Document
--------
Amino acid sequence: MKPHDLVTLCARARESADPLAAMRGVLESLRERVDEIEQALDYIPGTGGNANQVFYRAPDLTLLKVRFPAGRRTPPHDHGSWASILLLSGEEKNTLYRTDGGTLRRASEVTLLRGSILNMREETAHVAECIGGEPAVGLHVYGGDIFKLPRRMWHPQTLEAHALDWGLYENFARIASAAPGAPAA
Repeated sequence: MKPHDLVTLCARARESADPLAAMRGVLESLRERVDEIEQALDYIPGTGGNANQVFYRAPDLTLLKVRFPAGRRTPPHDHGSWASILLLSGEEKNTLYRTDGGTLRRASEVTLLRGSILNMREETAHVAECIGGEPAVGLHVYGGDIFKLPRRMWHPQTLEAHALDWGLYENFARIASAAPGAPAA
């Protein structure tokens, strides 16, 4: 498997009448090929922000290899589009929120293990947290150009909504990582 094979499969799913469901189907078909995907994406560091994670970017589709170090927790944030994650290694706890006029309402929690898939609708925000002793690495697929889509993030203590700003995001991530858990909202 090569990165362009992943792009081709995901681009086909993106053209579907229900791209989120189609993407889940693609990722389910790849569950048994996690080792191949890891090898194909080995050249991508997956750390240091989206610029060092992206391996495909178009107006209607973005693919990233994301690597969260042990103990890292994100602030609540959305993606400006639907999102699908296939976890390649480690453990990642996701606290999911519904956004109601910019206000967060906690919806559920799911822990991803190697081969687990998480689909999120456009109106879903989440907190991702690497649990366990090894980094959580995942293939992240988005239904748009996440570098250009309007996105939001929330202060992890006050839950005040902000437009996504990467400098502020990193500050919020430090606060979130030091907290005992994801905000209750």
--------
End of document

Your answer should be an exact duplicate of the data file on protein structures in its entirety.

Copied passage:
Amino acid sequence: MKPHDLVTLCARARESADPLAAMRGVLESLRERVDEIEQALDYIPGTGGNANQVFYRAPDLTLLKVRFPAGRRTPPHDHGSWASILLLSGEEKNTLYRTDGGTLRRASEVTLLRGSILNMREETAHVAECIGGEPAVGLHVYGGDIFKLPRRMWHPQTLEAHALDWGLYENFARIASAAPGAPAA
Repeated sequence: MKPHDLVTLCARARESADPLAAMRGVLESLRERVDEIEQALDYIPGTGGNANQVFYRAPDLTLLKVRFPAGRRTPPHDHGSWASILLLSGEEKNTLYRTDGGTLRRASEVTLLRGSILNMREETAHVAECIGGEPAVGLHVYGGDIFKLPRRMWHPQTLEAHALDWGLYENFARIASAAPGAPAA
């Protein structure tokens, strides 16, 4: 498997009448090929922000290899589009929120293990947290150009909504990582 094979499969799913469901189907078909995907994406560091994670970017589709170090927790944030994650290694706890006029309402929690898939609708925000002793690495697929889509993030203590700003995001991530858990909202 090569990165362009992943792009081709995901681009086909993106053209579907229900791209989120189609993407889940693609990722389910790849569950048994996690080792191949890891090898194909080995050249991508997956750390240091989206610029060092992206391996495909178009107006209607973005693919990233994301690597969260042990103990890292994100602030609540959305993606400006639907999102699908296939976890390649480690453990990642996701606290999911519904956004109601910019206000967060906690919806559920799911822990991803190697081969687990998480689909999120456009109106879903989440907190991702690497649990366990090894980094959580995942293939992240988005239904748009996440570098250009309007996105939001929330202060992890006050839950005040902000437009996504990467400098502020990193500050919020430090606060979130030091907290005992994801905000209750």